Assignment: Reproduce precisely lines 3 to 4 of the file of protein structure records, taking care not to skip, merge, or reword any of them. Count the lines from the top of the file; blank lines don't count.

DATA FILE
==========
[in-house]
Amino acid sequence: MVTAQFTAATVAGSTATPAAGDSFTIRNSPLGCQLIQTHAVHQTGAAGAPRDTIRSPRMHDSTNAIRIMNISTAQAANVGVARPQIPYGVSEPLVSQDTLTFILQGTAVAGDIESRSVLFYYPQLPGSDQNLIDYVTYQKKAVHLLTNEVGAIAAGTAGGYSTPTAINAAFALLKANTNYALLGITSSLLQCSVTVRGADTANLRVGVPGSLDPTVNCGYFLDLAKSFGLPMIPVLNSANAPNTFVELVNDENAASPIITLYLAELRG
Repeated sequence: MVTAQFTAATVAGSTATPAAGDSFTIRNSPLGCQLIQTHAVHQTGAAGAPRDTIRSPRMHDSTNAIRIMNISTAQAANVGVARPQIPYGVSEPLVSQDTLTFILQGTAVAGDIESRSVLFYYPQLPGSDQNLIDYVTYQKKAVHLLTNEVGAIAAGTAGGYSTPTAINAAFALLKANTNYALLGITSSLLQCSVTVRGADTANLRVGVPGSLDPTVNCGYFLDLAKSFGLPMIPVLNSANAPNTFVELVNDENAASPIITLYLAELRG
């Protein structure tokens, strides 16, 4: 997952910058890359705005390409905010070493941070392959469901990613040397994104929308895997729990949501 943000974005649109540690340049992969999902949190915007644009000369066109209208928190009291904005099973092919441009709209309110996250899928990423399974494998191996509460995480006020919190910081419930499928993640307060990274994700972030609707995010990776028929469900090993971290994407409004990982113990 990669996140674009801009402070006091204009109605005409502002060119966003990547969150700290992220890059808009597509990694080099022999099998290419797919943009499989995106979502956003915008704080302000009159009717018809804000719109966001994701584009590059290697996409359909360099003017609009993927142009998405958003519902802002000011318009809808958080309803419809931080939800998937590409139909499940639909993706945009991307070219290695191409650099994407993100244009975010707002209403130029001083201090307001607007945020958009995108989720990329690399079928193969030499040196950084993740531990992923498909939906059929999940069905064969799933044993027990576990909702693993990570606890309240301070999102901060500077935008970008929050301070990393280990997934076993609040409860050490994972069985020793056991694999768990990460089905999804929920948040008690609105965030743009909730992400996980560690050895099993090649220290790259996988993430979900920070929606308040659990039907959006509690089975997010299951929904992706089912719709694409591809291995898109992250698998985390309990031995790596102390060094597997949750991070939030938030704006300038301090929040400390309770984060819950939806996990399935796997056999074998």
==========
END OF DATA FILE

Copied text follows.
Repeated sequence: MVTAQFTAATVAGSTATPAAGDSFTIRNSPLGCQLIQTHAVHQTGAAGAPRDTIRSPRMHDSTNAIRIMNISTAQAANVGVARPQIPYGVSEPLVSQDTLTFILQGTAVAGDIESRSVLFYYPQLPGSDQNLIDYVTYQKKAVHLLTNEVGAIAAGTAGGYSTPTAINAAFALLKANTNYALLGITSSLLQCSVTVRGADTANLRVGVPGSLDPTVNCGYFLDLAKSFGLPMIPVLNSANAPNTFVELVNDENAASPIITLYLAELRG
């Protein structure tokens, strides 16, 4: 997952910058890359705005390409905010070493941070392959469901990613040397994104929308895997729990949501 943000974005649109540690340049992969999902949190915007644009000369066109209208928190009291904005099973092919441009709209309110996250899928990423399974494998191996509460995480006020919190910081419930499928993640307060990274994700972030609707995010990776028929469900090993971290994407409004990982113990 990669996140674009801009402070006091204009109605005409502002060119966003990547969150700290992220890059808009597509990694080099022999099998290419797919943009499989995106979502956003915008704080302000009159009717018809804000719109966001994701584009590059290697996409359909360099003017609009993927142009998405958003519902802002000011318009809808958080309803419809931080939800998937590409139909499940639909993706945009991307070219290695191409650099994407993100244009975010707002209403130029001083201090307001607007945020958009995108989720990329690399079928193969030499040196950084993740531990992923498909939906059929999940069905064969799933044993027990576990909702693993990570606890309240301070999102901060500077935008970008929050301070990393280990997934076993609040409860050490994972069985020793056991694999768990990460089905999804929920948040008690609105965030743009909730992400996980560690050895099993090649220290790259996988993430979900920070929606308040659990039907959006509690089975997010299951929904992706089912719709694409591809291995898109992250698998985390309990031995790596102390060094597997949750991070939030938030704006300038301090929040400390309770984060819950939806996990399935796997056999074998």